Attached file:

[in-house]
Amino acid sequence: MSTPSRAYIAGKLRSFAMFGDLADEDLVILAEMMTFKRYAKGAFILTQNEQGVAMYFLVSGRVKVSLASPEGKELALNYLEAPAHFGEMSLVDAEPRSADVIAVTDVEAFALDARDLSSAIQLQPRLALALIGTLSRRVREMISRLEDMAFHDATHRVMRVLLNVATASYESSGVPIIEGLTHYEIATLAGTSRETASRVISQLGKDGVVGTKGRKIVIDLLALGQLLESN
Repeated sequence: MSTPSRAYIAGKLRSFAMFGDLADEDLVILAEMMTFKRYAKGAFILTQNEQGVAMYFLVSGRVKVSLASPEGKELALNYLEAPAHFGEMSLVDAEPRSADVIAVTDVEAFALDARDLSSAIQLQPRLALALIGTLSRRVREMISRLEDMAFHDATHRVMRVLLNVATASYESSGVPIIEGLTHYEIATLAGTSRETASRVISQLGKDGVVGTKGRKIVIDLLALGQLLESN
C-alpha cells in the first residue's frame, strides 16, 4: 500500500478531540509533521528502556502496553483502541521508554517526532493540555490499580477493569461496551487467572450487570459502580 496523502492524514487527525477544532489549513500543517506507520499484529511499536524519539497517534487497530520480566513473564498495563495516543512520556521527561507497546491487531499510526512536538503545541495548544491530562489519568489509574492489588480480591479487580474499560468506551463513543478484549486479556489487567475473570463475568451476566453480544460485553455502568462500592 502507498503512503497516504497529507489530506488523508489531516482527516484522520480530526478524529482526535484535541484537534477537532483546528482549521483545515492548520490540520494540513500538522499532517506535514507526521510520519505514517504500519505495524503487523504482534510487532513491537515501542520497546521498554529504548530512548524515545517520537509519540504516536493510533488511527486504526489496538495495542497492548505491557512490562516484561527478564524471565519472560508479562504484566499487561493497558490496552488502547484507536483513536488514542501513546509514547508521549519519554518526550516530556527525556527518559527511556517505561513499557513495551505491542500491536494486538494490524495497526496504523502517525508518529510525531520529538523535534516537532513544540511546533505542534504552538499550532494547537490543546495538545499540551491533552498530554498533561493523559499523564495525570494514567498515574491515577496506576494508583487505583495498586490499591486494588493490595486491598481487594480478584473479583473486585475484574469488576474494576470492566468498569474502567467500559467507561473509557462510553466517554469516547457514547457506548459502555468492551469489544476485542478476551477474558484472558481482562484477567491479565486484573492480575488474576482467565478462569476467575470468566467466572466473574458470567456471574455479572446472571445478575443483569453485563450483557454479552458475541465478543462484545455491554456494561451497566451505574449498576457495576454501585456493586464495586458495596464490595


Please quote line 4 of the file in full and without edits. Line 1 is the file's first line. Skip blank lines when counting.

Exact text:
C-alpha cells in the first residue's frame, strides 16, 4: 500500500478531540509533521528502556502496553483502541521508554517526532493540555490499580477493569461496551487467572450487570459502580 496523502492524514487527525477544532489549513500543517506507520499484529511499536524519539497517534487497530520480566513473564498495563495516543512520556521527561507497546491487531499510526512536538503545541495548544491530562489519568489509574492489588480480591479487580474499560468506551463513543478484549486479556489487567475473570463475568451476566453480544460485553455502568462500592 502507498503512503497516504497529507489530506488523508489531516482527516484522520480530526478524529482526535484535541484537534477537532483546528482549521483545515492548520490540520494540513500538522499532517506535514507526521510520519505514517504500519505495524503487523504482534510487532513491537515501542520497546521498554529504548530512548524515545517520537509519540504516536493510533488511527486504526489496538495495542497492548505491557512490562516484561527478564524471565519472560508479562504484566499487561493497558490496552488502547484507536483513536488514542501513546509514547508521549519519554518526550516530556527525556527518559527511556517505561513499557513495551505491542500491536494486538494490524495497526496504523502517525508518529510525531520529538523535534516537532513544540511546533505542534504552538499550532494547537490543546495538545499540551491533552498530554498533561493523559499523564495525570494514567498515574491515577496506576494508583487505583495498586490499591486494588493490595486491598481487594480478584473479583473486585475484574469488576474494576470492566468498569474502567467500559467507561473509557462510553466517554469516547457514547457506548459502555468492551469489544476485542478476551477474558484472558481482562484477567491479565486484573492480575488474576482467565478462569476467575470468566467466572466473574458470567456471574455479572446472571445478575443483569453485563450483557454479552458475541465478543462484545455491554456494561451497566451505574449498576457495576454501585456493586464495586458495596464490595